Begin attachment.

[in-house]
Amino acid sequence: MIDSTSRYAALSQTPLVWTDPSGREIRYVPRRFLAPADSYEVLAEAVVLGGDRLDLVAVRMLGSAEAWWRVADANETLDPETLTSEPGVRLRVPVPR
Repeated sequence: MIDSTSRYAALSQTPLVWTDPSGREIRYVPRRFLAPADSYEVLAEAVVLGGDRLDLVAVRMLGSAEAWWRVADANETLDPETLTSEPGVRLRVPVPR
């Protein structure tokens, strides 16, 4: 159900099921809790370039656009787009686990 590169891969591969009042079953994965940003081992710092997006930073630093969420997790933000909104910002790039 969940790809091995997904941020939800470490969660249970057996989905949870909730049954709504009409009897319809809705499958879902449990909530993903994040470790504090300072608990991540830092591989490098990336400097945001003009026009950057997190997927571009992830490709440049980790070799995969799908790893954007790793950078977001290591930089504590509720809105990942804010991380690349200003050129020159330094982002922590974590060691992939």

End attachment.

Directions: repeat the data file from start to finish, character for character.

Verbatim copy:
[in-house]
Amino acid sequence: MIDSTSRYAALSQTPLVWTDPSGREIRYVPRRFLAPADSYEVLAEAVVLGGDRLDLVAVRMLGSAEAWWRVADANETLDPETLTSEPGVRLRVPVPR
Repeated sequence: MIDSTSRYAALSQTPLVWTDPSGREIRYVPRRFLAPADSYEVLAEAVVLGGDRLDLVAVRMLGSAEAWWRVADANETLDPETLTSEPGVRLRVPVPR
């Protein structure tokens, strides 16, 4: 159900099921809790370039656009787009686990 590169891969591969009042079953994965940003081992710092997006930073630093969420997790933000909104910002790039 969940790809091995997904941020939800470490969660249970057996989905949870909730049954709504009409009897319809809705499958879902449990909530993903994040470790504090300072608990991540830092591989490098990336400097945001003009026009950057997190997927571009992830490709440049980790070799995969799908790893954007790793950078977001290591930089504590509720809105990942804010991380690349200003050129020159330094982002922590974590060691992939």